The applicant applied for the mark shown below in relation to:
Class 9: Scientific, nautical, surveying, photographic, cinematographic, optical, weighing, measuring, signalling, checking (supervision), life-saving and teaching apparatus and instruments; apparatus and instruments for conducting, switching, transforming, accumulating, regulating or controlling electricity; apparatus for recording, transmission or reproduction of sound or images; magnetic data carriers, recording discs; automatic vending machines and mechanisms for coin-operated apparatus; cash registers, calculating machines, data processing equipment and computers; fire-extinguishing apparatus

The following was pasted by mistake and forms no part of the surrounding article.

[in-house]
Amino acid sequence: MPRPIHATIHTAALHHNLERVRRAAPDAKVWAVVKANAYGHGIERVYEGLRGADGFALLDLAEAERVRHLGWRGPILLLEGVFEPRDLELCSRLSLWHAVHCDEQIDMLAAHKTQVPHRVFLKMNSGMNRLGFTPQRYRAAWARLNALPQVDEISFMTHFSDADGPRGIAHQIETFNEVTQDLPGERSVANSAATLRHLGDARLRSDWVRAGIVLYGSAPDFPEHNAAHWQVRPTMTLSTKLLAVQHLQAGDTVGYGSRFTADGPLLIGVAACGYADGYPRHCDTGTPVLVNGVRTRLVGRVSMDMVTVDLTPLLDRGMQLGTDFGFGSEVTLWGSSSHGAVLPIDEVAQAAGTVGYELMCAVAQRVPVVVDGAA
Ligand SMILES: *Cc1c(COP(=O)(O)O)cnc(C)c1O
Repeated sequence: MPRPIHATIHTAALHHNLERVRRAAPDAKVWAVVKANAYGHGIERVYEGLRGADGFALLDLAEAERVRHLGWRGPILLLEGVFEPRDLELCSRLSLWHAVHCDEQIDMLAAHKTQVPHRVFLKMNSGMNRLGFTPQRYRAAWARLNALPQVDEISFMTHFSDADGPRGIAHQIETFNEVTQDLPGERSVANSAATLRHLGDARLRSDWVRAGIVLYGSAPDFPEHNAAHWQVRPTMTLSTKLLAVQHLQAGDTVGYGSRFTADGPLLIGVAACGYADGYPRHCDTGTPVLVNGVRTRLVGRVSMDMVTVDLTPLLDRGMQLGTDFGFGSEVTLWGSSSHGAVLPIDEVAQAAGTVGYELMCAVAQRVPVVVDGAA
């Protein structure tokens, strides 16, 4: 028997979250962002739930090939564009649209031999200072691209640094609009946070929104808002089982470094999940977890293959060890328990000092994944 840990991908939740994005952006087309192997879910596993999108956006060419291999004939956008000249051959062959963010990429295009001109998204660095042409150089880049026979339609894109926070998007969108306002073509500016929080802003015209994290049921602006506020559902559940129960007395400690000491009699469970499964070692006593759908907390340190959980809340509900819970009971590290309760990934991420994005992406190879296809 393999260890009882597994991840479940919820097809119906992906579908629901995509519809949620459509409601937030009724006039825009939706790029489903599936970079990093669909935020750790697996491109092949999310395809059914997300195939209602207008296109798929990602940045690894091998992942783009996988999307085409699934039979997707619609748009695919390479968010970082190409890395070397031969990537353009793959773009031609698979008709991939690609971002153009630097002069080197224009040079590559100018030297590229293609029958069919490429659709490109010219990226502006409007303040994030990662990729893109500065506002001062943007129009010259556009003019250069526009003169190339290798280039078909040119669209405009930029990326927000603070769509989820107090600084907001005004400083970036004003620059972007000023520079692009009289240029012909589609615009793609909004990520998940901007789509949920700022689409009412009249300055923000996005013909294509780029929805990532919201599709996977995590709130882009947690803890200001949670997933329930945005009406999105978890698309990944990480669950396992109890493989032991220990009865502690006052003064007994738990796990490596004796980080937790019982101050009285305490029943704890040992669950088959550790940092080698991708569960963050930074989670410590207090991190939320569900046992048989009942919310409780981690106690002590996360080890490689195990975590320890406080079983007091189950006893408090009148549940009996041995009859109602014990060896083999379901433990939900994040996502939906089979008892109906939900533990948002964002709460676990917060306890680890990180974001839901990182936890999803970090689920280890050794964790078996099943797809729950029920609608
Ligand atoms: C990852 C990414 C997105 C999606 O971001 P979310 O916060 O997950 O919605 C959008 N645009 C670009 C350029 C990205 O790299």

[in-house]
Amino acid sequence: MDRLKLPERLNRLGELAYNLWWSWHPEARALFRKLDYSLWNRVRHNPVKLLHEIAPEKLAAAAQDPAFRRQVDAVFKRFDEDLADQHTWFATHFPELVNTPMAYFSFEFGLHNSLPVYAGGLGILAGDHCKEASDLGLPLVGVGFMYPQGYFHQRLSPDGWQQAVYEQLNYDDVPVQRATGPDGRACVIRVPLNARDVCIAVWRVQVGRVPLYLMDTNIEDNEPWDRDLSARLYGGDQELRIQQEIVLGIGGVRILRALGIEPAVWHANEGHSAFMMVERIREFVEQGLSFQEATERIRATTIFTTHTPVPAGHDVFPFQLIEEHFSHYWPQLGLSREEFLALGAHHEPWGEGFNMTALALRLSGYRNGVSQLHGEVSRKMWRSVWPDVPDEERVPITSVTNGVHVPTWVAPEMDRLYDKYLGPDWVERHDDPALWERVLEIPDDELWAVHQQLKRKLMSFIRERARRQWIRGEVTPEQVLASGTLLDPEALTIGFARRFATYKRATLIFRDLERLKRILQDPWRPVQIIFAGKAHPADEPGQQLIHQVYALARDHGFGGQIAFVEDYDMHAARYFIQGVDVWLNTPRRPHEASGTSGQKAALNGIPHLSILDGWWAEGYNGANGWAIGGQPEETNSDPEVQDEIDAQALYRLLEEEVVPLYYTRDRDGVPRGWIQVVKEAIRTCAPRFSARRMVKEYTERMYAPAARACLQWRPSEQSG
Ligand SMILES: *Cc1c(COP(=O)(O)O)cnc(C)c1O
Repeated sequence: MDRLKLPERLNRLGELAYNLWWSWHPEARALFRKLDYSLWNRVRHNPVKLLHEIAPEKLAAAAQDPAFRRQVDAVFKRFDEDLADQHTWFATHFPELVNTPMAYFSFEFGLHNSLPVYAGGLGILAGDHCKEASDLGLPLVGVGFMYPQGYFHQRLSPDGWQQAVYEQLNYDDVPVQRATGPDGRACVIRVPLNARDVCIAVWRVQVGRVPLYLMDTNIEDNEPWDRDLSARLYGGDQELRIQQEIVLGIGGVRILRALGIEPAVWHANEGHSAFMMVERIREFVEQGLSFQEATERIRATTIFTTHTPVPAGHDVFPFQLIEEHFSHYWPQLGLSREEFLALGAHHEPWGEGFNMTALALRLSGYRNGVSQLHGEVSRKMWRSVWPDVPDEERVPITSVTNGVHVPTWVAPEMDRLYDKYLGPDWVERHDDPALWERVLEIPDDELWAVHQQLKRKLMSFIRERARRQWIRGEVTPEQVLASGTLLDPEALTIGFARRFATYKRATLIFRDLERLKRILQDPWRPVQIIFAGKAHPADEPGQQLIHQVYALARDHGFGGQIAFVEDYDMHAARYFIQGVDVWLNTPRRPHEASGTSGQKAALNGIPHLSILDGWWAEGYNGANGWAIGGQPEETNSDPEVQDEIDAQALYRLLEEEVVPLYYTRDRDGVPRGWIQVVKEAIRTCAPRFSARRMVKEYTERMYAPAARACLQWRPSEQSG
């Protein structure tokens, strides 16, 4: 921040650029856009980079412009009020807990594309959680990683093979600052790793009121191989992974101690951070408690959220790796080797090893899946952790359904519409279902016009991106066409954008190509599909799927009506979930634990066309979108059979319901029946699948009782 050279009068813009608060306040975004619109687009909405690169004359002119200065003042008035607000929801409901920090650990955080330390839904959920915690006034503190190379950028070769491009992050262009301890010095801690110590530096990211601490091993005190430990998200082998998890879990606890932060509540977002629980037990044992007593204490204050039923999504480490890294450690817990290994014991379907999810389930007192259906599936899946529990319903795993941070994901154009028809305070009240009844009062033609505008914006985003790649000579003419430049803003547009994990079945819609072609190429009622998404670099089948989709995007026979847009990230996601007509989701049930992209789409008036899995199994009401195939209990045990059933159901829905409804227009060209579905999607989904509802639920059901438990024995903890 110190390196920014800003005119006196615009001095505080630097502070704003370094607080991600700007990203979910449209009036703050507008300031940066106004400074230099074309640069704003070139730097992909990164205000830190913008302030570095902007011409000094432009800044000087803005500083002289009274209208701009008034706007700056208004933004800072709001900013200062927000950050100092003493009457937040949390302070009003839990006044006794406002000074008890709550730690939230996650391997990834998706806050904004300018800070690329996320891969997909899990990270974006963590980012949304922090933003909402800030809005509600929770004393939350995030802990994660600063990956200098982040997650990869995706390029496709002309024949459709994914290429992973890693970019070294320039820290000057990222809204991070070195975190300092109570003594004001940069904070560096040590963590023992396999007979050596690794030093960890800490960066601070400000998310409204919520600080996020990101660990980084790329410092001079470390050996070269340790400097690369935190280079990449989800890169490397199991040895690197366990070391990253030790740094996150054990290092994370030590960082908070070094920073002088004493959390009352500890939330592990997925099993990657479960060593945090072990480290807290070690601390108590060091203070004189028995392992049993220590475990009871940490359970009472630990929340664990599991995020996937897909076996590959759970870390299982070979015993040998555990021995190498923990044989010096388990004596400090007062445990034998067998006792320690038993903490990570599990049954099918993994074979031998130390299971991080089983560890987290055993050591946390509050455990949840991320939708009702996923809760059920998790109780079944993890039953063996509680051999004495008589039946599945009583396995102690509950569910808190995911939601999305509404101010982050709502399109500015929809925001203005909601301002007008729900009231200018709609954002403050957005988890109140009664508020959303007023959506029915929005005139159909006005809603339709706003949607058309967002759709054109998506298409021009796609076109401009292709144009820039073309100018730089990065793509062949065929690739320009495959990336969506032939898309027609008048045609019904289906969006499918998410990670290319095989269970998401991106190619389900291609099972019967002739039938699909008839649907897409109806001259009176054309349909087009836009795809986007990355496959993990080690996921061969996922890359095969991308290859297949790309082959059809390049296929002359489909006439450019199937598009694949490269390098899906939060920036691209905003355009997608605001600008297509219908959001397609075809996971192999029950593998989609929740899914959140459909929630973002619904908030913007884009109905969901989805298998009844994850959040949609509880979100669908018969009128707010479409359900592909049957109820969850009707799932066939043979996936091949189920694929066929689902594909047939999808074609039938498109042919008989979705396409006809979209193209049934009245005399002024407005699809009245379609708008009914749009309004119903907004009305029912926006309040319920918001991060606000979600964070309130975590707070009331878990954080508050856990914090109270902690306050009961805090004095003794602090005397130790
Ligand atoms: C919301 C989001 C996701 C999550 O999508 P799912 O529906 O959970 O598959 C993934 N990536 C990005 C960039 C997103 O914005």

Class 25: Clothing, footwear, headgear.
The Opponent was the registered owner of three marks all comprising the word CLUEDO in the following classes:
Hearing Officer Kirov considered that:
“here the Opposed Mark is on the face of it phonetically identical to the CLUEDO mark and I do not think that the stylization of the Opposed Mark or the different initial letters of the parties’ marks are sufficient to significantly reduce the risk of confusion amongst potential consumers. In this regard I note the words of Lord Radcliffe in De Cordova v Vick Chemical Co (1951) 68 RPC 103 at 106.
…that in most persons the eye is not an accurate recorder of visual detail, and that marks are remembered rather by general impressions or by some significant detail than by any photographic recollection of the whole.”
The decision can be found here.